"You Must Learn...Let Me Demonstrate the Force of Knowledge" KRS One

As the sun sets behind the evergreen trees outside my hotel room in Fairbanks, Alaska, my eyelids begin to droop as my head swirls with new information about permafrost, land ice vs. sea ice, and green polynyas.

sunset from hotel-Day 2 Orientation, Fairbanks, AK
Sunset on the second night of PolarTREC orientation

New Words from the Experts

Permafrost and polynyas...what in the world are those? Yesterday, in addition to more technology checklists and further details about expectations, we had the privilege to hear from two PolarTREC researchers. Jeremy May, who has been researching plants in the Arctic, and Tish Yager, who has focused on phytoplankton productivity in Antarctica, provided us with a sense of place and an idea of what research is like in the polar regions.

Phenology and Permafrost with Jeremy May

Jeremy taught us about the impacts of the loss of sea ice.

LESS SEA ICE=MORE OPEN WATER=MORE HUMIDITY=WARMER TEMPERATURES=IMPACT ON PLANTS

The land in the Arctic has a layer of permafrost just under the active layer of soil. Permafrost is a layer of permanently frozen soil. It contains massive amounts of carbon!! In the Arctic the warmer temperatures, due to the loss of sea ice, affect the timing and speed of melting on the land. This means spring comes early in the Arctic and plants have a longer growing season. Jeremy and his team are studying the phenology of plants in the Arctic. Phenology means the study of the seasonal cycles of living things and the influence of other environmental factors on those cycles. Want to know more about tundra plants, permafrost, and phenology? You'll have to check out Jeremy's research and follow PolarTREC educator and classroom teacher extraordinaire Alejandra Martinez to find out more!

Thawing permafrost cliffs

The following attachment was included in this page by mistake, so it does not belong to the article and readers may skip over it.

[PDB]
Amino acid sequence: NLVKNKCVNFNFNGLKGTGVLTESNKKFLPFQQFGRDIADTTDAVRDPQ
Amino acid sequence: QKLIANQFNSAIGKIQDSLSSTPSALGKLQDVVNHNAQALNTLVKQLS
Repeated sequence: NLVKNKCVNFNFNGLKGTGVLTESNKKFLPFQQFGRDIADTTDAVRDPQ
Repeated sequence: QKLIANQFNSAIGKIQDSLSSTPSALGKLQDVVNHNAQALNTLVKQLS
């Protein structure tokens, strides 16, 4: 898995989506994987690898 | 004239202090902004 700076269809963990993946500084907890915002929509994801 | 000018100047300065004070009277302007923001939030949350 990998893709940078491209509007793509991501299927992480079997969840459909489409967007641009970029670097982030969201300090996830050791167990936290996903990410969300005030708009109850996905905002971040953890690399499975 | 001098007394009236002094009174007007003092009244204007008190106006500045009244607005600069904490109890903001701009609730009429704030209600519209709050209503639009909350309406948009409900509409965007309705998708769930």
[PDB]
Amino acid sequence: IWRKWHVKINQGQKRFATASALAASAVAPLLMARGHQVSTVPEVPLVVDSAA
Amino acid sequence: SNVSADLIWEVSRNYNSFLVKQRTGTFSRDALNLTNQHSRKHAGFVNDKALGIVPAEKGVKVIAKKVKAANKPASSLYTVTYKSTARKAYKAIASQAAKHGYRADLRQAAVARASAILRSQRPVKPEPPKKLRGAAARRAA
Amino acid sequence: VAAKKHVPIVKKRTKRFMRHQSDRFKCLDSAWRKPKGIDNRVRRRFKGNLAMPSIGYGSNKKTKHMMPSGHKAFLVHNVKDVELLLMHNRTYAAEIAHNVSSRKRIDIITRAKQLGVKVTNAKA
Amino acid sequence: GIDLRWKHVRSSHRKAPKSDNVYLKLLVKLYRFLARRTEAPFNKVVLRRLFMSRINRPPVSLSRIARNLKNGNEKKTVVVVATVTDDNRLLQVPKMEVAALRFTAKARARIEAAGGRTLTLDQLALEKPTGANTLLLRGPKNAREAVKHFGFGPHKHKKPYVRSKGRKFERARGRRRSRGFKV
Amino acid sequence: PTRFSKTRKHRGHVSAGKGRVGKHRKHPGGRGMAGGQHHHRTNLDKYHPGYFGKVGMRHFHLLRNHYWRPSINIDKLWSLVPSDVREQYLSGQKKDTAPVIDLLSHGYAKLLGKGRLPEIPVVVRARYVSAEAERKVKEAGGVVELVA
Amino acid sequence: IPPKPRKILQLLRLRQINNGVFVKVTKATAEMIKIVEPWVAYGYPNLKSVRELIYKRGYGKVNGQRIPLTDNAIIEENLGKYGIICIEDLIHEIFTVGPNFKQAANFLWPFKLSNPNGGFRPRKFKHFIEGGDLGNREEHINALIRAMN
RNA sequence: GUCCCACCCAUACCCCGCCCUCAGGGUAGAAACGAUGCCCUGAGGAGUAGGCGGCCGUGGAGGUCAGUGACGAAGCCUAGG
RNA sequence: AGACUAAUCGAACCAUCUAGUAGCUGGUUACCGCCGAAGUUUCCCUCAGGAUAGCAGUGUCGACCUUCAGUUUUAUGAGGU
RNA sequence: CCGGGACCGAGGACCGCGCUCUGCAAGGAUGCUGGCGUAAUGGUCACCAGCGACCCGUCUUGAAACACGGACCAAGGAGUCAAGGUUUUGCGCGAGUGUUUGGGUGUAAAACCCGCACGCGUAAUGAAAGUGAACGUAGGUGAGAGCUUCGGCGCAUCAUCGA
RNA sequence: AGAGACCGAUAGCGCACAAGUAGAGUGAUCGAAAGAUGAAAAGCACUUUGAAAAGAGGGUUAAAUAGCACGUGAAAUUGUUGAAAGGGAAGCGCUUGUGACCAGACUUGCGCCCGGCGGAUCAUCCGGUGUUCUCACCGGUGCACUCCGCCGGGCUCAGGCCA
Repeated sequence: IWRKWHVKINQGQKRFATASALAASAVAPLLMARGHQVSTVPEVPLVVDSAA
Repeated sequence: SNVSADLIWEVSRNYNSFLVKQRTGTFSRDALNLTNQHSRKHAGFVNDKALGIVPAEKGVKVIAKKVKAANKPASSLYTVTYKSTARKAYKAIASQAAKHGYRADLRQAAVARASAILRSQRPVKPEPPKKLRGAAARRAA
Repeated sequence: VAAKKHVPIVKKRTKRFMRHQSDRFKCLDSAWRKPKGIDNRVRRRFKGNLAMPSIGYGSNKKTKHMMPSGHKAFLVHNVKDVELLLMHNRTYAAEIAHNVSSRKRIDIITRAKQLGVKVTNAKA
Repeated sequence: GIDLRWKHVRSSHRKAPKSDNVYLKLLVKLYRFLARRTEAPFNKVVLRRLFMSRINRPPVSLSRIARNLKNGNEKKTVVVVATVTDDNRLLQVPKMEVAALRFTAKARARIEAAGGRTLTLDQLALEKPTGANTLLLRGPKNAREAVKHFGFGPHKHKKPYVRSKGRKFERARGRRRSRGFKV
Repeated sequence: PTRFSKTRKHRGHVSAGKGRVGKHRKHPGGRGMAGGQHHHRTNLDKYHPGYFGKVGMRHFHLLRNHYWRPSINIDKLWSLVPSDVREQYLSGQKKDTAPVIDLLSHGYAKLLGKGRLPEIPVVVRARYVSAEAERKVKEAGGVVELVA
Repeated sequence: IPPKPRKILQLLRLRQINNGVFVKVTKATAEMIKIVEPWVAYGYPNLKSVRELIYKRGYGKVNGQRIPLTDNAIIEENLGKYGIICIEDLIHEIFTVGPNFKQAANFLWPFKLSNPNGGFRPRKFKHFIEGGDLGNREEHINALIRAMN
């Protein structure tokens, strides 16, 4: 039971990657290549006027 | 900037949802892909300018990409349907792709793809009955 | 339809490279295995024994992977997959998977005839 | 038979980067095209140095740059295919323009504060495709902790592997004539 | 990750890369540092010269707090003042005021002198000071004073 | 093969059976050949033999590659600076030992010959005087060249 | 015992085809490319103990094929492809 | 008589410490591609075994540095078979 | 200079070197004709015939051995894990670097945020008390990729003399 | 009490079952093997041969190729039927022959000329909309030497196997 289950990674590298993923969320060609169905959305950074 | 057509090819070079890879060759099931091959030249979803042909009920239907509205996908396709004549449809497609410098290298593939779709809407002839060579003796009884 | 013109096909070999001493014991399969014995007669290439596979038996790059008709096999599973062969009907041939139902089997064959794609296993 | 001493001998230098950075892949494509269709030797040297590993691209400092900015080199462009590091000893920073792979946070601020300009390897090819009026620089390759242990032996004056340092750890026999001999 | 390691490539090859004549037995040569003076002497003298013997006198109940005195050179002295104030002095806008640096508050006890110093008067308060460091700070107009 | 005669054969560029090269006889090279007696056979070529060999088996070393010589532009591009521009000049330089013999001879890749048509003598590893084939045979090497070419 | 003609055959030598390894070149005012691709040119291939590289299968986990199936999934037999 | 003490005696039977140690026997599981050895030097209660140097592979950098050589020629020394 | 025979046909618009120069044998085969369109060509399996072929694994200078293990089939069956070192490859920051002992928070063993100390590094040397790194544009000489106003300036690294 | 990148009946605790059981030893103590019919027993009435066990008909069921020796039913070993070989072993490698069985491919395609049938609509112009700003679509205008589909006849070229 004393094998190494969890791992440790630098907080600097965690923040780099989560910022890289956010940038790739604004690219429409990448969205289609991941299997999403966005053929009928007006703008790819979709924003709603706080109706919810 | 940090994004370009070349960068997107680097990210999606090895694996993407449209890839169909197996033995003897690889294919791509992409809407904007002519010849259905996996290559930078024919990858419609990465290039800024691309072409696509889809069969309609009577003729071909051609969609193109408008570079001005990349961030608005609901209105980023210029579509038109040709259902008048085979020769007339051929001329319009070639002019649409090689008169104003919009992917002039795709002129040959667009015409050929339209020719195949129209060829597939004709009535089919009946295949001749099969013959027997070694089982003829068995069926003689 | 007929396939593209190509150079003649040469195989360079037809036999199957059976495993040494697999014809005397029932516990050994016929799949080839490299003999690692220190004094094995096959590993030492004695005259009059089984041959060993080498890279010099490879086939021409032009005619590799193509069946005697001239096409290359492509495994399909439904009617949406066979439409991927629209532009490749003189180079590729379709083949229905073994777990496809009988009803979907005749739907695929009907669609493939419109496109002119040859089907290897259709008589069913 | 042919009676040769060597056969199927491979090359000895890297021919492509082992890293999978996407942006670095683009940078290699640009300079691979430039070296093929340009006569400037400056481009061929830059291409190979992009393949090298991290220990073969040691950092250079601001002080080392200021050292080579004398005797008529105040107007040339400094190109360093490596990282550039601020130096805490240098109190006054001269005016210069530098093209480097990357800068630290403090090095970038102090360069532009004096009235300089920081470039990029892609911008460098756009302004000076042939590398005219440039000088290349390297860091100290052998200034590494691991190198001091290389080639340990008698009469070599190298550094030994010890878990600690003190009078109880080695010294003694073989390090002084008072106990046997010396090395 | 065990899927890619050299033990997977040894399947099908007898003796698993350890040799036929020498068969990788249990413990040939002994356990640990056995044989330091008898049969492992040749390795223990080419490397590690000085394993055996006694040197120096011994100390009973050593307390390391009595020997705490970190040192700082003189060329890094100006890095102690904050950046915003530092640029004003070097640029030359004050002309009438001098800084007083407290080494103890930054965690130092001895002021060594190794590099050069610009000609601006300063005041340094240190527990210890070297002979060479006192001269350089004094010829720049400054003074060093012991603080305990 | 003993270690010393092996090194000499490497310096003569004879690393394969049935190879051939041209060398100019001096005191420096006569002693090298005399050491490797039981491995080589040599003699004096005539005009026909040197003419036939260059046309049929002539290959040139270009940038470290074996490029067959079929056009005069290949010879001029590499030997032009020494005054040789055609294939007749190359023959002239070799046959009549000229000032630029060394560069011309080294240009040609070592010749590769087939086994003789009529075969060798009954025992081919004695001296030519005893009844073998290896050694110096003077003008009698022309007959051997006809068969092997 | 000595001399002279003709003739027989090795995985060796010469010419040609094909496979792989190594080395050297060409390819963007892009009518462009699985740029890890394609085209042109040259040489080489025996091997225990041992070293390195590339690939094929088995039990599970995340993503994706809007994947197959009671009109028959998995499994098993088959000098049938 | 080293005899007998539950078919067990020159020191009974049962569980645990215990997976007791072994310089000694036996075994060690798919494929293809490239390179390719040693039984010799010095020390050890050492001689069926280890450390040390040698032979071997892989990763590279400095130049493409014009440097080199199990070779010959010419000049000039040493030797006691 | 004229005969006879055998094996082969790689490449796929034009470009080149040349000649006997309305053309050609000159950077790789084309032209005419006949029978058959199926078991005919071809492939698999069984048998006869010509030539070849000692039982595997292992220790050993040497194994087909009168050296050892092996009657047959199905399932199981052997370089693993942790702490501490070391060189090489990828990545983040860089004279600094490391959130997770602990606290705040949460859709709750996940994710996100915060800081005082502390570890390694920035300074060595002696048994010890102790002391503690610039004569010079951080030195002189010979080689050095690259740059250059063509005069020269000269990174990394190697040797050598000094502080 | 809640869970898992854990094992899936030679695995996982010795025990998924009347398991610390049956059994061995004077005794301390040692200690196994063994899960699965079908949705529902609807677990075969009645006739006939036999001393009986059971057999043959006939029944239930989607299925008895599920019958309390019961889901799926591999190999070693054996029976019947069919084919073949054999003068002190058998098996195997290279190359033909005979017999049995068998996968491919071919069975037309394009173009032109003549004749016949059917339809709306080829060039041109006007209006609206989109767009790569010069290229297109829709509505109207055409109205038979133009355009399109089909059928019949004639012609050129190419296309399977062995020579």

"Mark Paricio: "Although beautiful, the thawing permafrost cliffs of Duvanny Yar pose considerable risk to travelers." Duvanny Yar, Russia." Photo by Mark Paricio (PolarTREC 2012), Courtesy of ARCUS

Polynyas and Phytoplankton with Tish Yager

Tish gave us some quick facts about Antarctica:

  • there has never been a war there
  • the environment is fully protected
  • scientific research has priority-as long as we maintain the Antarctic Treaty, that is

Tish also shared the research she conducted on her latest expedition to Antarctica:

SEA ICE + GLACIAL MELT=INCREASED PHYTOPLANKTON (plant-like plankton) BLOOMS

In the Amundsen Sea Embayment , which is on the west side of Antarctica, there are polynyas at the edge of glacial ice sheets. Polynyas are pools of open water that are surrounded by ice. These polynyas are great places for phytoplankton to live! Phytoplankton are plant-like plankton-small living things that move with the currents and are the basis of the ocean food web. Want to know how glacial ice melt, due to warming temperatures, are impacting phytoplankton? Check out Tish Yager's Expedition!

Ross Sea Polynya
Western edge of the Ross Sea Polynya in Antarctica Photo by Jeff Peneston (PolarTREC 2008/2009), Courtesy of ARCUS

Despite my tiredness, and my brain feeling slightly full, there is an excitable stirring inside of me that is ready to absorb more information and wishes I was in Antarctica right now. I'm only beginning to understand the complexities of the connected ecosystems that make up the polar regions and I am eager to learn more!


FUN FACT: more knowledge to drop

With the KRS One lyrics at the top of the entry rolling through my mind, which always seem to repeat over and over whenever I'm learning new information, I am reminded to acknowledge and celebrate the first African-American in Antarctica. George Washington Gibbs, Jr. arrived by boat on the Ross Ice Shelf on January 14, 1940 becoming the first African-American to set foot on Antarctica. Check out this Smithsonian article where you can read more about his adventures, including falling into a cravasse and getting disoriented in the fog while collecting penguins, and frustrations, like racism on the ship and long working hours as a mess attendant, the only job he could get on the ship due to his race: George Washington Gibbs Jr. Defied Danger and Racism to Become the First African-American to Visit Antarctica

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Comments

Mark Goldner

Great blog post! I look forward to reading about George Washington Gibbs. I appreciate your raising awareness about racism and inequity in this forum; after all the people who are most impacted by the climate crisis are not white.

Amy Osborne

Thanks Mark! I appreciate your feedback. I'm hoping to find many ways to highlight the inequities in the climate change crisis and to bring in different perspectives.

Dan Murnane (not verified)

Hi Amy,
Thanks for doing this blog. I look forward to hearing more!

Dan

Alejandra Martinez

I'm so looking forward to following your adventure! What are you looking forward to during your expedition?

Amy Osborne

Thanks Ale! I'm definitely looking forward to checking out the critters in the ocean, finding out more about the research, and just simply being in Antarctica!